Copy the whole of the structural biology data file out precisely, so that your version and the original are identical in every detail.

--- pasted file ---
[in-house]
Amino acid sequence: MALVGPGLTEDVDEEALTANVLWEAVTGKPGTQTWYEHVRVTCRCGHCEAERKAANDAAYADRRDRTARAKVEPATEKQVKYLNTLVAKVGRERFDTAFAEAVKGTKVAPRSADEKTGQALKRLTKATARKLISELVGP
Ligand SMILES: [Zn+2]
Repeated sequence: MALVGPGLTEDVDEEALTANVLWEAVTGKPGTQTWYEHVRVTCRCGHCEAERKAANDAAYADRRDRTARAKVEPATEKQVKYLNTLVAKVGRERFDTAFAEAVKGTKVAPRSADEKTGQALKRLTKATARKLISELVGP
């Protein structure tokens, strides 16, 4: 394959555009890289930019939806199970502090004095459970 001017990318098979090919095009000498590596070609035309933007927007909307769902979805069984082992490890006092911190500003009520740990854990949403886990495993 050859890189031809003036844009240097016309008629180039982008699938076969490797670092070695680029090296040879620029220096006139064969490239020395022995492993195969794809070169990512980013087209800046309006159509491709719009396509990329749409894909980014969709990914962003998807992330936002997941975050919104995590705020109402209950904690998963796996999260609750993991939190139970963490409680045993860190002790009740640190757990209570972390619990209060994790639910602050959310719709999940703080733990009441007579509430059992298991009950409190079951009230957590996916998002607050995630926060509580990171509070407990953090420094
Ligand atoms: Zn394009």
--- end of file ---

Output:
[in-house]
Amino acid sequence: MALVGPGLTEDVDEEALTANVLWEAVTGKPGTQTWYEHVRVTCRCGHCEAERKAANDAAYADRRDRTARAKVEPATEKQVKYLNTLVAKVGRERFDTAFAEAVKGTKVAPRSADEKTGQALKRLTKATARKLISELVGP
Ligand SMILES: [Zn+2]
Repeated sequence: MALVGPGLTEDVDEEALTANVLWEAVTGKPGTQTWYEHVRVTCRCGHCEAERKAANDAAYADRRDRTARAKVEPATEKQVKYLNTLVAKVGRERFDTAFAEAVKGTKVAPRSADEKTGQALKRLTKATARKLISELVGP
């Protein structure tokens, strides 16, 4: 394959555009890289930019939806199970502090004095459970 001017990318098979090919095009000498590596070609035309933007927007909307769902979805069984082992490890006092911190500003009520740990854990949403886990495993 050859890189031809003036844009240097016309008629180039982008699938076969490797670092070695680029090296040879620029220096006139064969490239020395022995492993195969794809070169990512980013087209800046309006159509491709719009396509990329749409894909980014969709990914962003998807992330936002997941975050919104995590705020109402209950904690998963796996999260609750993991939190139970963490409680045993860190002790009740640190757990209570972390619990209060994790639910602050959310719709999940703080733990009441007579509430059992298991009950409190079951009230957590996916998002607050995630926060509580990171509070407990953090420094
Ligand atoms: Zn394009």